Monday, July 25, 2011
To become a flexible reader, you need to know how to select and use a reading style that is consistent with your purpose for reading. There are three important reading styles you should learn to use. Each has its own purpose. Knowing when and how to use these three reading styles will make you a flexible reader. Read to learn about the three reading styles used by flexible readers.
Study Reading is the reading style used by flexible readers when their purpose is to read difficult material at a high level of comprehension. When using the Study Reading style, you should read at a rate that is slower than your normal reading rate. Further, as you read you must challenge yourself to understand the material. Study Reading will often require you to read material more than once to achieve a high level of comprehension. Sometimes, reading the material aloud will also help you improve your comprehension.
Skimming is the reading style used by flexible readers when their purpose is to quickly obtain a general idea about the reading material. The Skimming style is most useful when you have to read a large amount of material in a short amount of time. When using the Skimming style, you should identify the main ideas in each paragraph and ignore the details in supportive sentences. Because you are looking only for the main idea in each paragraph you read, a lower level of comprehension is to be expected than when using the Study Reading style.
Scanning is the reading style used by flexible readers when their purpose is to quickly locate a specific piece of information within reading material. The piece of information to be located may be contained in a list of names, words, numbers, short statements, and sometimes even in a paragraph. Since you know exactly what you are looking for, move your eyes quickly over the reading material until you locate the specific piece of information you need to find.
Before you begin your next reading assignment, identify your purpose for reading. Decide if you are reading for a high level of comprehension, trying to get a general idea about what you are reading, or looking for specific information. Then use the reading style that is appropriate for your reading purpose.
Monday, July 18, 2011
Friday, July 15, 2011
Good Listening in Class
It is important for you to be a good listener in class. Much of what you will have to learn will be presented verbally by your teachers. Just hearing what your teachers say is not the same as listening to what they say. Listening is a cognitive act that requires you to pay attention and think about and mentally process what you hear.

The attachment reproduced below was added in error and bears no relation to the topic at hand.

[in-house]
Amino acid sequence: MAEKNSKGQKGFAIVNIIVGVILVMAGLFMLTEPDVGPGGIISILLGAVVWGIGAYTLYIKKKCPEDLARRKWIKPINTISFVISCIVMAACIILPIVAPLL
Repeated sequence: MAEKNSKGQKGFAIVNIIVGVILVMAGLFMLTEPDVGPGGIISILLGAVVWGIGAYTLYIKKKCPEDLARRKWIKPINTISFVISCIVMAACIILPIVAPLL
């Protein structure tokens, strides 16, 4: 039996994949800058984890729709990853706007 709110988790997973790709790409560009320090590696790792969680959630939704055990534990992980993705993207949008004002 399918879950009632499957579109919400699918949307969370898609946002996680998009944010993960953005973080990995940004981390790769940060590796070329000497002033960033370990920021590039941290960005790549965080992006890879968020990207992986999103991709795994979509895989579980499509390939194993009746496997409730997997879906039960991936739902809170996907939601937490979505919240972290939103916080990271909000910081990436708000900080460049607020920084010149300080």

Here are some things you should do to be a good listener in class.
•Be Ready to Listen When You Come to Class. Make sure you complete all assigned work and readings. Review your notes from previous class sessions. Think about what you know about the topic that will be covered in class that day.
•Be Emotionally Ready to Listen When You Come to Class. Your attitude is important. Make a conscious choice to find the topic useful and interesting. Be committed to learning all that you can.
•Listen with a Purpose. Identify what you expect and hope to learn from the class session. Listen for these things as your teacher talks.
•Listen with an Open Mind. Be receptive to what your teacher says. It is good to question what is said as long as you remain open to points of view other than your own.
•Be Attentive. Focus on what your teacher is saying. Try not to daydream and let your mind wander to other things. It helps to sit in the front and center of the class and to maintain eye contact with your teacher.
•Be an Active Listener. You can think faster than your teacher can speak. Use this to your advantage by evaluating what is being said and trying to anticipate what will be said next. Take good written notes about what your teacher says. While you can think faster than your teacher can speak, you cannot write faster than your teacher can speak. Taking notes requires you to make decisions about what to write, and you have to be an active listener to do this.
•Meet the Challenge. Don't give up and stop listening when you find the information being presented difficult to understand. Listen even more carefully at these times and work hard to understand what is being said. Don't be reluctant to ask questions.
•Triumph Over the Environment. The classroom may be too noisy, too hot, too cold, too bright, or too dark. Don't give in to these inconveniences.
Stay focused on the big picture - LEARNING.
Sunday, July 10, 2011
Watch this about Venice, Italy. Some of the facts you probably already know, but it is fun to listen and watch it in English. I love this city and hope the ideas in this film will save it from "drowning".